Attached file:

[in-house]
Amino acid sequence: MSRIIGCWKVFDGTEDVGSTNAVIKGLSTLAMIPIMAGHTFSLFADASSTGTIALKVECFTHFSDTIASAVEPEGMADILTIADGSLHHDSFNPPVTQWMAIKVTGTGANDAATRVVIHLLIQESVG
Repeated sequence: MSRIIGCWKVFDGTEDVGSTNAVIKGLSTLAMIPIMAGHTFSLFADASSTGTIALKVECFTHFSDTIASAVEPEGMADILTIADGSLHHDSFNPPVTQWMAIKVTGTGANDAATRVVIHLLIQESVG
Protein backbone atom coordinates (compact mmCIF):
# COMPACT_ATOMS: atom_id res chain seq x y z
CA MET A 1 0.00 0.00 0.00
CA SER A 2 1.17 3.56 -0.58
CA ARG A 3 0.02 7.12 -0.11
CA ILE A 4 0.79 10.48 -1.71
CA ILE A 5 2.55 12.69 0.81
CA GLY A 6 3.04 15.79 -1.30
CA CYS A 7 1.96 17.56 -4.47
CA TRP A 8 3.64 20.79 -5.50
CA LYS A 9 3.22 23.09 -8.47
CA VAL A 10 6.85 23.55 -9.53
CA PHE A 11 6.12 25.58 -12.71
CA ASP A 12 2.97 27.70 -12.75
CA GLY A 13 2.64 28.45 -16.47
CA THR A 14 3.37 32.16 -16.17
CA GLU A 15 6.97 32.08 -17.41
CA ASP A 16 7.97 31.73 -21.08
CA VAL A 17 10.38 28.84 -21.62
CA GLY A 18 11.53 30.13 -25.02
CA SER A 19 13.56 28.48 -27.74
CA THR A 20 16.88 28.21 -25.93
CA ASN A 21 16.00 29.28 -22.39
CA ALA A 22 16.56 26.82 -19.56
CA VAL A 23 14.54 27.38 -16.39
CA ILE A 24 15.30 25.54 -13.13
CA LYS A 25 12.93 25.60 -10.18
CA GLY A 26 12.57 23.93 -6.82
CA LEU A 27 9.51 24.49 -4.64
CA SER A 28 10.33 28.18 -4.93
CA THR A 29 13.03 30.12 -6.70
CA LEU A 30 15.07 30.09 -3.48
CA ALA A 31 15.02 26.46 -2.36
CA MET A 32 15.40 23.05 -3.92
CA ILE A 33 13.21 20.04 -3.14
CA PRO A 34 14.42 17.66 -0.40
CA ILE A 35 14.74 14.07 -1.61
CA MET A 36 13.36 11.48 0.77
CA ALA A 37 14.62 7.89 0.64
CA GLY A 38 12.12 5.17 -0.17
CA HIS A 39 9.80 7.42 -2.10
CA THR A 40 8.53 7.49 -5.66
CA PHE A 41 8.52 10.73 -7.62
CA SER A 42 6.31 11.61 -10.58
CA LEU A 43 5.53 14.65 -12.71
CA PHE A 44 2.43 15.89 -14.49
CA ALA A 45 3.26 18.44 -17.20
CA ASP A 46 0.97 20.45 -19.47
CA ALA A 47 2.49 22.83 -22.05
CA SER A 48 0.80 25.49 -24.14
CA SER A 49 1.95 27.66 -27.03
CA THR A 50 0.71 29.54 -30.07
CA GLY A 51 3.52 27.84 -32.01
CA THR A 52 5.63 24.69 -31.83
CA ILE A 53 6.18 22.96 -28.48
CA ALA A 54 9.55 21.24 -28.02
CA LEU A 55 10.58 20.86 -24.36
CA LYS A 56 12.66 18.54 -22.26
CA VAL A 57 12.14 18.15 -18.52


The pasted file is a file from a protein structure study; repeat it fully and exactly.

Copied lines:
[in-house]
Amino acid sequence: MSRIIGCWKVFDGTEDVGSTNAVIKGLSTLAMIPIMAGHTFSLFADASSTGTIALKVECFTHFSDTIASAVEPEGMADILTIADGSLHHDSFNPPVTQWMAIKVTGTGANDAATRVVIHLLIQESVG
Repeated sequence: MSRIIGCWKVFDGTEDVGSTNAVIKGLSTLAMIPIMAGHTFSLFADASSTGTIALKVECFTHFSDTIASAVEPEGMADILTIADGSLHHDSFNPPVTQWMAIKVTGTGANDAATRVVIHLLIQESVG
Protein backbone atom coordinates (compact mmCIF):
# COMPACT_ATOMS: atom_id res chain seq x y z
CA MET A 1 0.00 0.00 0.00
CA SER A 2 1.17 3.56 -0.58
CA ARG A 3 0.02 7.12 -0.11
CA ILE A 4 0.79 10.48 -1.71
CA ILE A 5 2.55 12.69 0.81
CA GLY A 6 3.04 15.79 -1.30
CA CYS A 7 1.96 17.56 -4.47
CA TRP A 8 3.64 20.79 -5.50
CA LYS A 9 3.22 23.09 -8.47
CA VAL A 10 6.85 23.55 -9.53
CA PHE A 11 6.12 25.58 -12.71
CA ASP A 12 2.97 27.70 -12.75
CA GLY A 13 2.64 28.45 -16.47
CA THR A 14 3.37 32.16 -16.17
CA GLU A 15 6.97 32.08 -17.41
CA ASP A 16 7.97 31.73 -21.08
CA VAL A 17 10.38 28.84 -21.62
CA GLY A 18 11.53 30.13 -25.02
CA SER A 19 13.56 28.48 -27.74
CA THR A 20 16.88 28.21 -25.93
CA ASN A 21 16.00 29.28 -22.39
CA ALA A 22 16.56 26.82 -19.56
CA VAL A 23 14.54 27.38 -16.39
CA ILE A 24 15.30 25.54 -13.13
CA LYS A 25 12.93 25.60 -10.18
CA GLY A 26 12.57 23.93 -6.82
CA LEU A 27 9.51 24.49 -4.64
CA SER A 28 10.33 28.18 -4.93
CA THR A 29 13.03 30.12 -6.70
CA LEU A 30 15.07 30.09 -3.48
CA ALA A 31 15.02 26.46 -2.36
CA MET A 32 15.40 23.05 -3.92
CA ILE A 33 13.21 20.04 -3.14
CA PRO A 34 14.42 17.66 -0.40
CA ILE A 35 14.74 14.07 -1.61
CA MET A 36 13.36 11.48 0.77
CA ALA A 37 14.62 7.89 0.64
CA GLY A 38 12.12 5.17 -0.17
CA HIS A 39 9.80 7.42 -2.10
CA THR A 40 8.53 7.49 -5.66
CA PHE A 41 8.52 10.73 -7.62
CA SER A 42 6.31 11.61 -10.58
CA LEU A 43 5.53 14.65 -12.71
CA PHE A 44 2.43 15.89 -14.49
CA ALA A 45 3.26 18.44 -17.20
CA ASP A 46 0.97 20.45 -19.47
CA ALA A 47 2.49 22.83 -22.05
CA SER A 48 0.80 25.49 -24.14
CA SER A 49 1.95 27.66 -27.03
CA THR A 50 0.71 29.54 -30.07
CA GLY A 51 3.52 27.84 -32.01
CA THR A 52 5.63 24.69 -31.83
CA ILE A 53 6.18 22.96 -28.48
CA ALA A 54 9.55 21.24 -28.02
CA LEU A 55 10.58 20.86 -24.36
CA LYS A 56 12.66 18.54 -22.26
CA VAL A 57 12.14 18.15 -18.52